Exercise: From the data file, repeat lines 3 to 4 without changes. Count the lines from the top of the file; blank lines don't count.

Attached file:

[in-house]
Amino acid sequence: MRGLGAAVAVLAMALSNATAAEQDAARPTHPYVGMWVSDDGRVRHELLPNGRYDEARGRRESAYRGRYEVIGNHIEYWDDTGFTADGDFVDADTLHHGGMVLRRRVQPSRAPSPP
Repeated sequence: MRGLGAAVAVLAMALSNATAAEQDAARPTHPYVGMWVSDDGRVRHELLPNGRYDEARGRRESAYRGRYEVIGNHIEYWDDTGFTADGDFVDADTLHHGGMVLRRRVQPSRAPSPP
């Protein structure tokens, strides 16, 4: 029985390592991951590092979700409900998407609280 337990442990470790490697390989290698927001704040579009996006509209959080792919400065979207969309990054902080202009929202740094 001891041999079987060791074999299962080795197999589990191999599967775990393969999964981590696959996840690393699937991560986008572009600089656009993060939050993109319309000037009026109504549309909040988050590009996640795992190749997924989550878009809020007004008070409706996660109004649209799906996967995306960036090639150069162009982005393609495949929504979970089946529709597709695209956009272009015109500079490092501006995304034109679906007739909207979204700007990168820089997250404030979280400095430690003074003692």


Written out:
Repeated sequence: MRGLGAAVAVLAMALSNATAAEQDAARPTHPYVGMWVSDDGRVRHELLPNGRYDEARGRRESAYRGRYEVIGNHIEYWDDTGFTADGDFVDADTLHHGGMVLRRRVQPSRAPSPP
């Protein structure tokens, strides 16, 4: 029985390592991951590092979700409900998407609280 337990442990470790490697390989290698927001704040579009996006509209959080792919400065979207969309990054902080202009929202740094 001891041999079987060791074999299962080795197999589990191999599967775990393969999964981590696959996840690393699937991560986008572009600089656009993060939050993109319309000037009026109504549309909040988050590009996640795992190749997924989550878009809020007004008070409706996660109004649209799906996967995306960036090639150069162009982005393609495949929504979970089946529709597709695209956009272009015109500079490092501006995304034109679906007739909207979204700007990168820089997250404030979280400095430690003074003692």